[linux-elitists] [SCO] Integral Capital Management?

Ryan Waldron rew@erebor.com
Mon Sep 1 09:49:09 PDT 2003


On Mon, 1 Sep 2003, Larry M. Augustin wrote:

> They did not just feed $5M into SCO.  It appears that they have
> purchased SCO shares on the open market, just as you or I might do,

That is, if you and I were able to purchase the equivalent of the
ENTIRE average trading volume of SCO for several days.  It is, after
all, a pretty hefty chunk of stock.

> SCO doesn't see any of that money.

SCO, the corporation, does not.  But SCO's execs and other
shareholders who are dumping their shares at the now inflated prices
may see quite a bit of that money.

The simple fact is that a large institutional "buy-in" over a short
period of time, whether conspiratorial or not, can provide
*significant* price support against other sellers, and especially in a
thinly-traded small-time stock like SCOX.

So while it's true that SCO corp. doesn't get cash for the company
coffers, that just blithely ignores the potentially large personal
benefit to the Suit-n-Tie monkeys running the zoo in Orem (or Redmond
:) ).

> ICP is just betting on the SCO share price, like any other investor
> buying SCO stock.

They are probably betting on the SCO share price, but it's not
conclusively proven that they're "just" betting on it.

> The "twisted maze of companies" is a very common and comparatively simple
> structure for an investment firm.  There's absolutely nothing uncommon or
> unusual in their structure.

Agreed.

> Again, my point in all this discussion is that there's nothing
> unusual here.  This just looks like a typical institutional investor
> betting on a company's stock.

It does, except that it involves behavior and relationships between
people that we have certainly behaved in predatory and quasi-legal
manipulations before, and certainly aren't behaving rationally now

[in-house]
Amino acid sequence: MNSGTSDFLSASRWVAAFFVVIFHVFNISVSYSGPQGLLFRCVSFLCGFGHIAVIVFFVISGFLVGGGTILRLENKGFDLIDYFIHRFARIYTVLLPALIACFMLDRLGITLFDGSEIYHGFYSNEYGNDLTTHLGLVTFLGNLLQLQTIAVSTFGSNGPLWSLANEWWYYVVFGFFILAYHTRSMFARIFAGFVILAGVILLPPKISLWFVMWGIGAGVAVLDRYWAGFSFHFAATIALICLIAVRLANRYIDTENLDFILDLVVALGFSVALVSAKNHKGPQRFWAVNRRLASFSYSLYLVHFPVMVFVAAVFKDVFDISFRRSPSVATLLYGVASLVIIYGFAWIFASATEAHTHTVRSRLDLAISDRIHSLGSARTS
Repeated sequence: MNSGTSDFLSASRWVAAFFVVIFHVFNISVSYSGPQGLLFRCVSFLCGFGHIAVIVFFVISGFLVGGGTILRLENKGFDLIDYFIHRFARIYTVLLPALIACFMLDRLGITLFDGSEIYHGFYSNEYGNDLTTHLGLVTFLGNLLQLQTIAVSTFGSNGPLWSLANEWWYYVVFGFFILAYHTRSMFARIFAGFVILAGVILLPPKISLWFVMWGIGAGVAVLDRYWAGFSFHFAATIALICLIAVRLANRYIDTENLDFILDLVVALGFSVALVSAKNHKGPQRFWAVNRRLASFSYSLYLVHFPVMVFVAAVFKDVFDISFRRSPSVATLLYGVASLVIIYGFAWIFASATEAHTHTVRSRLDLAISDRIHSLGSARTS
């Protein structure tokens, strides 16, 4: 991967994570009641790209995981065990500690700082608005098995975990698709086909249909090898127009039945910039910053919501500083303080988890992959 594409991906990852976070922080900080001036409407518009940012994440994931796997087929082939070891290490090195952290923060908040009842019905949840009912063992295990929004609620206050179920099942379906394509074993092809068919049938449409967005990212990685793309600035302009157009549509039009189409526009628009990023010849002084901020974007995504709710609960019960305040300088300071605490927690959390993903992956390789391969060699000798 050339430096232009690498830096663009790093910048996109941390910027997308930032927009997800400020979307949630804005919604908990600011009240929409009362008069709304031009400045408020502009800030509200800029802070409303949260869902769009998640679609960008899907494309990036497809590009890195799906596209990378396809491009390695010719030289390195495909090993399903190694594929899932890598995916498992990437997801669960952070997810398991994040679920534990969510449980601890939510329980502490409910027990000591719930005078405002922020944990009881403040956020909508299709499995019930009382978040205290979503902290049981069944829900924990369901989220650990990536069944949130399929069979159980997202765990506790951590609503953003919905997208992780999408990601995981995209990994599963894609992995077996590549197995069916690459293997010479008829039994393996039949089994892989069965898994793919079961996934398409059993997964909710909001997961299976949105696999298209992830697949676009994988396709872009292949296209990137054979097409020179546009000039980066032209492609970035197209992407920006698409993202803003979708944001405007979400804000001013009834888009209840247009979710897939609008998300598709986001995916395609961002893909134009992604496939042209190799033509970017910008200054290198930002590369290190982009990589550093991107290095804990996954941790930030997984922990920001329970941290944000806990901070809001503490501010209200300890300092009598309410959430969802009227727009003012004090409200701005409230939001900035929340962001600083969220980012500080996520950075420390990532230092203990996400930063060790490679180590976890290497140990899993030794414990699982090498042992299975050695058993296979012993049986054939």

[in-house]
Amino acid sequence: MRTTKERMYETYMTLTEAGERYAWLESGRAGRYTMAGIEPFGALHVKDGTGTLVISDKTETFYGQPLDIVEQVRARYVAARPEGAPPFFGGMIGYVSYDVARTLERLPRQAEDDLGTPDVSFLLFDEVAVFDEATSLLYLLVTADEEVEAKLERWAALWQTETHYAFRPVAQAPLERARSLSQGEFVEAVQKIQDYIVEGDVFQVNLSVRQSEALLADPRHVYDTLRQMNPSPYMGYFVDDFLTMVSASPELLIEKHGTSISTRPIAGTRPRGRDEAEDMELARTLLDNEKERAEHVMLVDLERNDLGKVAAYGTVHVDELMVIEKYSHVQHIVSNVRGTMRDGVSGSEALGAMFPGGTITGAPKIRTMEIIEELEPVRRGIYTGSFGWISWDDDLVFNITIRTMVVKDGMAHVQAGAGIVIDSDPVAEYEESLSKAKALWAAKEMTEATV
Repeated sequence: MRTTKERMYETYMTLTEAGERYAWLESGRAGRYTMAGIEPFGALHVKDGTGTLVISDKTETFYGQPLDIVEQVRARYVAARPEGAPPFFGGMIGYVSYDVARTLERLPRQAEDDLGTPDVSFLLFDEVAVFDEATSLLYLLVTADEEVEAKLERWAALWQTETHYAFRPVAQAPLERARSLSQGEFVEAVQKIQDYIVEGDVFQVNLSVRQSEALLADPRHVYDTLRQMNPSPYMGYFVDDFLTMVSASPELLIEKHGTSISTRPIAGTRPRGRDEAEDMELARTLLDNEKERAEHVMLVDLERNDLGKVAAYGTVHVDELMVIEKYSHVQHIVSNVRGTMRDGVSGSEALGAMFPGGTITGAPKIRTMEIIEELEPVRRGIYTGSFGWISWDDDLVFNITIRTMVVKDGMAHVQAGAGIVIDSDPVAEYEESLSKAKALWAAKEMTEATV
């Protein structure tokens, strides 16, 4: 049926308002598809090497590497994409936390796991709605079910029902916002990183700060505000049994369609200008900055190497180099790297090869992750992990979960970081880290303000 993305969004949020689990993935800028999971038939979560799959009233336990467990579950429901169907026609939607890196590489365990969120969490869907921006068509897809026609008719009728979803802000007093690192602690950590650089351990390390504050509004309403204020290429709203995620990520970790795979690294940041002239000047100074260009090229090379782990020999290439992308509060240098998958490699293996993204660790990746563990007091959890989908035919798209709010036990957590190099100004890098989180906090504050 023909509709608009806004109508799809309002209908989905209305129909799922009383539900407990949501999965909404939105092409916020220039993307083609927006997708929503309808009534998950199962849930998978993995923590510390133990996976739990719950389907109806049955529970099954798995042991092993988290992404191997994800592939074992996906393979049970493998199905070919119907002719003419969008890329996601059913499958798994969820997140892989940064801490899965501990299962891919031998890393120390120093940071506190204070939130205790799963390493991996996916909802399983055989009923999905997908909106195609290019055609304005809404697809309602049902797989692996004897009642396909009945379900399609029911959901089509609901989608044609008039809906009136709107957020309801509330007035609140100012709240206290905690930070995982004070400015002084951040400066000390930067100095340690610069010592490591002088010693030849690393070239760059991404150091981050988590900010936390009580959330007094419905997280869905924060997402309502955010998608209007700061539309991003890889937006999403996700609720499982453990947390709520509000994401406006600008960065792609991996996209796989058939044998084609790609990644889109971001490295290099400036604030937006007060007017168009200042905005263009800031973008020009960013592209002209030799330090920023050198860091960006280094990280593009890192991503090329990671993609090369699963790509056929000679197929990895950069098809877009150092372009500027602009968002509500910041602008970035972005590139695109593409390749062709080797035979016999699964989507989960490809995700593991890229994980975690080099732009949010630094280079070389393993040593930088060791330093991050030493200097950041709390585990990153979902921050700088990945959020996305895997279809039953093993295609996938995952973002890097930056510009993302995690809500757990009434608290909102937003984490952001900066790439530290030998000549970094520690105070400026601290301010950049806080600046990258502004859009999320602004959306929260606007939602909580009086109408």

based on the technical merits of their claims.  Hence, it more than a
little interesting to look for clues as to what *else* might be
motivating these folks to act as they do.

> There's no money flowing into SCO here.  There's no conspiracy here;
> just an investment fund buying a company's stock because they think
> they can make money.

This is what you haven't proved.  I agree that there's nothing
remarkable about this sort of institutional behavior, on its face.
But, given the parties and the circumstances, I think it's a little
presumptive for you to claim broadly that "there's no conspiracy
here", as though it's impossible just because it's not necessarily
implied by the circumstances.

Look, I don't see black helicopters swirling in the air over my office
as I type this, but at the same time I think it foolish to think that
billg would ever pass up ANY opportunity to reward those who harm
Linux, even temporarily.  And with essentially unlimited cash
available to play with, it's much harder for me to be so blase about
whether or not he's doing so.  Whether it's this particular drop in
the bucket, I don't know, but I suspect you don't either.

-- 
Ryan Waldron    |||   http://www.erebor.com    |||    rew@erebor.com

"The web goes ever, ever on, down from the site where it began..."




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